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Cleric in CIA kidnap trial seeks $15 million

An Egyptian cleric allegedly kidnapped from a Milan street in 2003 as part of the CIA's extraordinary rendition program on Wednesday asked for nearly $15 million in damages.
/ Source: The Associated Press

An Egyptian cleric allegedly kidnapped from a Milan street in 2003 as part of the CIA's extraordinary rendition program on Wednesday asked for 10 million euros (nearly $15 million) in damages from the American and Italian defendants charged in his abduction.

Carmelo Scambia, lawyer for Osama Moustafa Hassan Nasr, said his client has been left deaf in one ear and suffering problems with balance and walking. Emotionally, Scambia said, Nasr's behavior is childlike, anxious and terrorized.

Scambia appealed to Judge Oscar Magi to award the damages to send a signal to Nasr and his wife "that reality exists, that principles exist." Magi is hearing the case against 26 Americans and seven Italians accused of Nasr's abduction.

Prosecutors say Nasr was taken in broad daylight from a Milan street on Feb. 17, 2003, transferred in the back of a van to the Avian Air Base in northern Italy, then flown to the Ramstein Air Base in southern Germany before being flown onward to Egypt.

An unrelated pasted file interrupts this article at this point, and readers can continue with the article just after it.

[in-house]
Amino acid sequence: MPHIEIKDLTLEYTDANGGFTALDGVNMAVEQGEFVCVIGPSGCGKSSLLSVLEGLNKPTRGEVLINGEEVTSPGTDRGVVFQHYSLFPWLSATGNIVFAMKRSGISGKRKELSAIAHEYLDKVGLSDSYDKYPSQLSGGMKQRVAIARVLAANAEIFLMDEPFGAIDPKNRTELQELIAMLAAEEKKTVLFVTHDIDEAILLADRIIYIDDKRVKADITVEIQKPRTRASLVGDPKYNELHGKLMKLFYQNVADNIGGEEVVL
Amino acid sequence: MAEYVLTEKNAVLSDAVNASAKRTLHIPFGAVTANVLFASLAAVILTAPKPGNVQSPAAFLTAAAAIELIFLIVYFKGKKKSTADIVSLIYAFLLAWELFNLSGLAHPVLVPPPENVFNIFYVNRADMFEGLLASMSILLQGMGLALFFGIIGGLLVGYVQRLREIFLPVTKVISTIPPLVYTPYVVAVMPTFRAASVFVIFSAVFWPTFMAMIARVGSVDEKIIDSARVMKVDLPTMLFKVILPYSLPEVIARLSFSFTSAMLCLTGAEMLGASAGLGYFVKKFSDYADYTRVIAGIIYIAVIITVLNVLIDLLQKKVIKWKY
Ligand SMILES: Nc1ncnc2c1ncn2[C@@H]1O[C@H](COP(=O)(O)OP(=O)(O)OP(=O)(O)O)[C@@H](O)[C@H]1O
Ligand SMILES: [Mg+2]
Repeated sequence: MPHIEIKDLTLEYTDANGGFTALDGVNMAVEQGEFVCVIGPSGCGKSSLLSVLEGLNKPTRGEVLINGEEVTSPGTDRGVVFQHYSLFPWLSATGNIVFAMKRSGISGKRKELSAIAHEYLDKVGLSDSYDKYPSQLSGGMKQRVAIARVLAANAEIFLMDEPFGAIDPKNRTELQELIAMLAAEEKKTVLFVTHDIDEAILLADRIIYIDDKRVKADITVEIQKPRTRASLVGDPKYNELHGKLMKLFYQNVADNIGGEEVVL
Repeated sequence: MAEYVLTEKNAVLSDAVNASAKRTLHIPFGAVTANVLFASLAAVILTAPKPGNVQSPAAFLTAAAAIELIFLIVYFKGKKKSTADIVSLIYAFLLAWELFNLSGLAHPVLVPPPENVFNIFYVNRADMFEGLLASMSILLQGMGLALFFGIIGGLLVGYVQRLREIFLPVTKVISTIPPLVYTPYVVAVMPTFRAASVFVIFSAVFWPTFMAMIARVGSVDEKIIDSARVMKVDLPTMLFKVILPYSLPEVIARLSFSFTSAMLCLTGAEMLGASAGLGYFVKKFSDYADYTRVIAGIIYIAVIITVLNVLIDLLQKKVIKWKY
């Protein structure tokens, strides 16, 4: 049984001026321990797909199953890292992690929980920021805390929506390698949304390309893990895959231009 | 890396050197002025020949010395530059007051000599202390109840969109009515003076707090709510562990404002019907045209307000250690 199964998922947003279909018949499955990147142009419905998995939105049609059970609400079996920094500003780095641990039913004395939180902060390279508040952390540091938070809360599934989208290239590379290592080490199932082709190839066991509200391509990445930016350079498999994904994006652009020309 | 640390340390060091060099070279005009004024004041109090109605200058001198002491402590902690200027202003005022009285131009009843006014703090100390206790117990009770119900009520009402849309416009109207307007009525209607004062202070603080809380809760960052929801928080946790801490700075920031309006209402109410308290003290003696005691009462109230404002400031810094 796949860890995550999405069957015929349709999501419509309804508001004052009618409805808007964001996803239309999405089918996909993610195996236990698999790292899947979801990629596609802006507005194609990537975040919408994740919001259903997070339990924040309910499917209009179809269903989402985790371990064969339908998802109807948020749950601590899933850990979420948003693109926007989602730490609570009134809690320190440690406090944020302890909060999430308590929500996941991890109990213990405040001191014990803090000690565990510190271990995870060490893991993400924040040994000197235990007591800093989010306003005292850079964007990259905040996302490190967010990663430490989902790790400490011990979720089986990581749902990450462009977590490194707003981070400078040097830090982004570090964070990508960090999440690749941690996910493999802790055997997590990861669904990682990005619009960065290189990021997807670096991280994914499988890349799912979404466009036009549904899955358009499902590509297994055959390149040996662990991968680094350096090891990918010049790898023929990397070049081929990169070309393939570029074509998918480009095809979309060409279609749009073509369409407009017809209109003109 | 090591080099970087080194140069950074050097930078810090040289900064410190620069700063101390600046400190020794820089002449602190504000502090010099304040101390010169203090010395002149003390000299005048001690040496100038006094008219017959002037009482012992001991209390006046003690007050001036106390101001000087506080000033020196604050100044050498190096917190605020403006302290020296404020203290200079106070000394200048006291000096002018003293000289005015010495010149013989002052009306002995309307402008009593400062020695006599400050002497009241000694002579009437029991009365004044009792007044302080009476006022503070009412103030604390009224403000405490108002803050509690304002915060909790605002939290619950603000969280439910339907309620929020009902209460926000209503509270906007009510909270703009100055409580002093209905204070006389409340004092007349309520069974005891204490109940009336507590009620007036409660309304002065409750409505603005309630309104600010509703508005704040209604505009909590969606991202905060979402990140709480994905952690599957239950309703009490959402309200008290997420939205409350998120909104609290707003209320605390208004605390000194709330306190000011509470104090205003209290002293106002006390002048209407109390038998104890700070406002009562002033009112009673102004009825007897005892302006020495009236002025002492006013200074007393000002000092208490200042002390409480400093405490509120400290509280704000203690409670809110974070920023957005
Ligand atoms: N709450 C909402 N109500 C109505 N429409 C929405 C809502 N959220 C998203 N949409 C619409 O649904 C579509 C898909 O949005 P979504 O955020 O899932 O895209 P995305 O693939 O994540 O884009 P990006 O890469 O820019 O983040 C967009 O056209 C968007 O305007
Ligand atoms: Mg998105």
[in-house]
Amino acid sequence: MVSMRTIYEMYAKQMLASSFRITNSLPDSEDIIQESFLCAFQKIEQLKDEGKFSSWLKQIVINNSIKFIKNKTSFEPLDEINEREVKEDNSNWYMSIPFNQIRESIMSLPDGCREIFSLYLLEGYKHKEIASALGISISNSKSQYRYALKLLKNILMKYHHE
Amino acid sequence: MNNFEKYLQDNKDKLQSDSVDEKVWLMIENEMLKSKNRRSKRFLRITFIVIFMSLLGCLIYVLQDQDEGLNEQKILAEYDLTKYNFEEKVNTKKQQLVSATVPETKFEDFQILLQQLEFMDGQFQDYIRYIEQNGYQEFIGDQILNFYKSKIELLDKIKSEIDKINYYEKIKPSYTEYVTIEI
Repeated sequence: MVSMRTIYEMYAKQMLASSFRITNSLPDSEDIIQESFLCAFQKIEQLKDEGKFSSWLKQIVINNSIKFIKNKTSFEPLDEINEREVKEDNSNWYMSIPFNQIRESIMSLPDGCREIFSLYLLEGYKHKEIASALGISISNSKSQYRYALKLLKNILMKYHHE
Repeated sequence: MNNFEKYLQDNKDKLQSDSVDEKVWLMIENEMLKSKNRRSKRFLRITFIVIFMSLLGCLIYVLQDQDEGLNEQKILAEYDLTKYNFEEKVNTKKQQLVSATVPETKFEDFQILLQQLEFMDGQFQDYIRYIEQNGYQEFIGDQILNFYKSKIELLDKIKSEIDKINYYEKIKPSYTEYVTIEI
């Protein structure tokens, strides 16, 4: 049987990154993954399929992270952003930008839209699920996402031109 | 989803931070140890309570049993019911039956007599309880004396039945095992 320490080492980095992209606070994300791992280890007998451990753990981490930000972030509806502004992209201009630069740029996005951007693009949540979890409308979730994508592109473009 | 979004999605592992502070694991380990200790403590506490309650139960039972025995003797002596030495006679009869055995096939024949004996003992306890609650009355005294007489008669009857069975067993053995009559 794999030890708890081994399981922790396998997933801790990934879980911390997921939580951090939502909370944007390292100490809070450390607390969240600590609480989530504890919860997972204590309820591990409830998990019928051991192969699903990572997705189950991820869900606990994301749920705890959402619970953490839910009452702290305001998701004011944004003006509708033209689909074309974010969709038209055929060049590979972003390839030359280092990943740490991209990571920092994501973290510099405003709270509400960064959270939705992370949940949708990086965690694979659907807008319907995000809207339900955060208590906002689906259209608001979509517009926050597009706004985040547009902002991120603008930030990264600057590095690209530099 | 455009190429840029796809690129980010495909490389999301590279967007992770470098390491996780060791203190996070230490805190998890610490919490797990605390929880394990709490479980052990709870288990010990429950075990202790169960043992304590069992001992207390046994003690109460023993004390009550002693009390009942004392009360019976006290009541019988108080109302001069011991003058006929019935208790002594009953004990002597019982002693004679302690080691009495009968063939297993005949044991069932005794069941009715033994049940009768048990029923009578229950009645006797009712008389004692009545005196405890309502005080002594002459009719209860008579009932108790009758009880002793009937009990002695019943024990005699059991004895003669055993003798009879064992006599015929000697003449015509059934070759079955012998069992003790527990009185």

During the nearly four years Nasr was in Egyptian custody, Scambia said his client suffered "unimaginable torture" including rape, electric shock and repeated beatings.

Before his abduction, Nasr was under surveillance as a terror suspect by Italian authorities, but Scambia emphasized that no arrest warrant had been issued at the time of his disappearance.

"He was not a terrorist. He enjoyed political asylum. And most of all, he was a human being," Scambia told the court.

Scambia asked the judge to find the defendants guilty and award 5 million euros immediately upon sentencing. The balance would be awarded pending final appeals, which can last for years.

International arrest warrants
A lawyer for Nasr's wife, Ghali Nabila, also is seeking 5 million euros for her suffering during years of not knowing her husband's whereabouts and for the deterioration of her husband's physical and mental health. Nabila did not know her husband's fate for more than a year after his abduction. He contacted her in April 2004 during a brief release from Egyptian custody, before being put back in prison until his eventual release in February 2007.

Twenty-six Americans, all but one believed to be CIA agents, are on trial in absentia, accused of kidnapping Nasr as part of the CIA program. All are considered fugitives, and have international arrest warrants issued against them. Seven Italians also are charged.

Human rights advocates say renditions were the CIA's way of outsourcing the torture of suspected terrorists to countries where it was practiced. The CIA hasn't commented on the case, the first in any country to scrutinize extraordinary renditions.

Prosecutors have demanded prison sentences ranging from 10 to 13 years for the American defendants. The trial continues with closing arguments by the defense, and a verdict is expected next month.

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